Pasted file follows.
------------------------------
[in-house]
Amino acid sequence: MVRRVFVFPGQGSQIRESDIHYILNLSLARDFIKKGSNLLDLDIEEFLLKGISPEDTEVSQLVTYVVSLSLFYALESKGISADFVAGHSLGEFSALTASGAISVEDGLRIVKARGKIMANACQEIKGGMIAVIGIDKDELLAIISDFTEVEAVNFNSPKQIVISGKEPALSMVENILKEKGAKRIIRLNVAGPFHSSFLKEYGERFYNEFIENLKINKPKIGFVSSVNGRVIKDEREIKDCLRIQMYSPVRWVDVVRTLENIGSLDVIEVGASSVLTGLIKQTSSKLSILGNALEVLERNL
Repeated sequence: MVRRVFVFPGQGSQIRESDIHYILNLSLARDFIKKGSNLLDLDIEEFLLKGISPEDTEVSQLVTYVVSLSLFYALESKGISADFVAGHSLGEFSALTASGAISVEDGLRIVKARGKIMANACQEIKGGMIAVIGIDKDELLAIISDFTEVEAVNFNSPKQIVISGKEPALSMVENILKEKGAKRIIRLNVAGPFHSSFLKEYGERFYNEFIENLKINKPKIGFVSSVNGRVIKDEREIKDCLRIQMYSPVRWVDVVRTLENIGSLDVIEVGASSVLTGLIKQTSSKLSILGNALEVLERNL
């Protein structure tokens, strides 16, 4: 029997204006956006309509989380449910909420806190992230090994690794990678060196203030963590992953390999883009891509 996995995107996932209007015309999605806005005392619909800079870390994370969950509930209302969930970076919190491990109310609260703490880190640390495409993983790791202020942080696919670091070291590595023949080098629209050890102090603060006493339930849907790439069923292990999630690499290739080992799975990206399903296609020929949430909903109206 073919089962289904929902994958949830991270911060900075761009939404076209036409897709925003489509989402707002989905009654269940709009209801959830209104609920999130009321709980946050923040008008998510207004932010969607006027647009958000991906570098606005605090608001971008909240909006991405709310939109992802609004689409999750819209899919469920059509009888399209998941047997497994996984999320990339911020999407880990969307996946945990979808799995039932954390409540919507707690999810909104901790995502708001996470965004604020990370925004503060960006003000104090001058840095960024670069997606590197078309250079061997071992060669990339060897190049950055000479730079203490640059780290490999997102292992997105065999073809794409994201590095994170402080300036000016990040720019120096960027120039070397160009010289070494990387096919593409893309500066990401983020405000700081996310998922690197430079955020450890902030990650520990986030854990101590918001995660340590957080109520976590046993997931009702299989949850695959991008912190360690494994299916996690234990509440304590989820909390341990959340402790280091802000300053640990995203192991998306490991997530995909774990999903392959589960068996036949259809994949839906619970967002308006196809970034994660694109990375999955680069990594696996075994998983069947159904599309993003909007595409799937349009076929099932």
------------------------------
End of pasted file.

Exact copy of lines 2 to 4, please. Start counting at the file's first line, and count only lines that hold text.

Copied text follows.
Amino acid sequence: MVRRVFVFPGQGSQIRESDIHYILNLSLARDFIKKGSNLLDLDIEEFLLKGISPEDTEVSQLVTYVVSLSLFYALESKGISADFVAGHSLGEFSALTASGAISVEDGLRIVKARGKIMANACQEIKGGMIAVIGIDKDELLAIISDFTEVEAVNFNSPKQIVISGKEPALSMVENILKEKGAKRIIRLNVAGPFHSSFLKEYGERFYNEFIENLKINKPKIGFVSSVNGRVIKDEREIKDCLRIQMYSPVRWVDVVRTLENIGSLDVIEVGASSVLTGLIKQTSSKLSILGNALEVLERNL
Repeated sequence: MVRRVFVFPGQGSQIRESDIHYILNLSLARDFIKKGSNLLDLDIEEFLLKGISPEDTEVSQLVTYVVSLSLFYALESKGISADFVAGHSLGEFSALTASGAISVEDGLRIVKARGKIMANACQEIKGGMIAVIGIDKDELLAIISDFTEVEAVNFNSPKQIVISGKEPALSMVENILKEKGAKRIIRLNVAGPFHSSFLKEYGERFYNEFIENLKINKPKIGFVSSVNGRVIKDEREIKDCLRIQMYSPVRWVDVVRTLENIGSLDVIEVGASSVLTGLIKQTSSKLSILGNALEVLERNL
């Protein structure tokens, strides 16, 4: 029997204006956006309509989380449910909420806190992230090994690794990678060196203030963590992953390999883009891509 996995995107996932209007015309999605806005005392619909800079870390994370969950509930209302969930970076919190491990109310609260703490880190640390495409993983790791202020942080696919670091070291590595023949080098629209050890102090603060006493339930849907790439069923292990999630690499290739080992799975990206399903296609020929949430909903109206 073919089962289904929902994958949830991270911060900075761009939404076209036409897709925003489509989402707002989905009654269940709009209801959830209104609920999130009321709980946050923040008008998510207004932010969607006027647009958000991906570098606005605090608001971008909240909006991405709310939109992802609004689409999750819209899919469920059509009888399209998941047997497994996984999320990339911020999407880990969307996946945990979808799995039932954390409540919507707690999810909104901790995502708001996470965004604020990370925004503060960006003000104090001058840095960024670069997606590197078309250079061997071992060669990339060897190049950055000479730079203490640059780290490999997102292992997105065999073809794409994201590095994170402080300036000016990040720019120096960027120039070397160009010289070494990387096919593409893309500066990401983020405000700081996310998922690197430079955020450890902030990650520990986030854990101590918001995660340590957080109520976590046993997931009702299989949850695959991008912190360690494994299916996690234990509440304590989820909390341990959340402790280091802000300053640990995203192991998306490991997530995909774990999903392959589960068996036949259809994949839906619970967002308006196809970034994660694109990375999955680069990594696996075994998983069947159904599309993003909007595409799937349009076929099932």